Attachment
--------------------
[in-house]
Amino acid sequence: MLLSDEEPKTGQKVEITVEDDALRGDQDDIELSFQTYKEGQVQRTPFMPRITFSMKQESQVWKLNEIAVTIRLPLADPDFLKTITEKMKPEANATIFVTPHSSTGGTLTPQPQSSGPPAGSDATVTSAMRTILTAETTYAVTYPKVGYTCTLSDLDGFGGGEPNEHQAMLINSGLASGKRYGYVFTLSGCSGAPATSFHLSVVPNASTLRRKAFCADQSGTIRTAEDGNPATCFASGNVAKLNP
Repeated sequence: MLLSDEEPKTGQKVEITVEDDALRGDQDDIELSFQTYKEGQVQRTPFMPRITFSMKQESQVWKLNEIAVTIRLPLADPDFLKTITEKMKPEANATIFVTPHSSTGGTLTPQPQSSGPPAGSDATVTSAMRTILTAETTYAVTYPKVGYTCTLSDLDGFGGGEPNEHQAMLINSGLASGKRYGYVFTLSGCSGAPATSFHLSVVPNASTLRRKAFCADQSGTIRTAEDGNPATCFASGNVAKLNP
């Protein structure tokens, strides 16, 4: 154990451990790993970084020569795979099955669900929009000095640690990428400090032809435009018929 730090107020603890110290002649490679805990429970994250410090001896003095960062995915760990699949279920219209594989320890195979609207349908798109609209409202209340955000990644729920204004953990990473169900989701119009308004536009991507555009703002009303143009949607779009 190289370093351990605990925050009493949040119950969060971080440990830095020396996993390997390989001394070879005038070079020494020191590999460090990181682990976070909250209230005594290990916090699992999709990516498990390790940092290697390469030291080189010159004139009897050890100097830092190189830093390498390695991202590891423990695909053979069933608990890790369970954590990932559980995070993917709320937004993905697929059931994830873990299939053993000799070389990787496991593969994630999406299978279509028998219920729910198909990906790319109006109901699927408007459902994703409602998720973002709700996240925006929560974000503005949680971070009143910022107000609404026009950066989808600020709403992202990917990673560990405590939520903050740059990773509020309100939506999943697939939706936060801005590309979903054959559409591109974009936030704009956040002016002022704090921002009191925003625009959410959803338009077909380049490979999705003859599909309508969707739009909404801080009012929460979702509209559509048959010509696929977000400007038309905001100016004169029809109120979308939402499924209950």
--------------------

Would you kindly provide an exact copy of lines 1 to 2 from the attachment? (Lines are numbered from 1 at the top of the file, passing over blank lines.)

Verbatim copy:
[in-house]
Amino acid sequence: MLLSDEEPKTGQKVEITVEDDALRGDQDDIELSFQTYKEGQVQRTPFMPRITFSMKQESQVWKLNEIAVTIRLPLADPDFLKTITEKMKPEANATIFVTPHSSTGGTLTPQPQSSGPPAGSDATVTSAMRTILTAETTYAVTYPKVGYTCTLSDLDGFGGGEPNEHQAMLINSGLASGKRYGYVFTLSGCSGAPATSFHLSVVPNASTLRRKAFCADQSGTIRTAEDGNPATCFASGNVAKLNP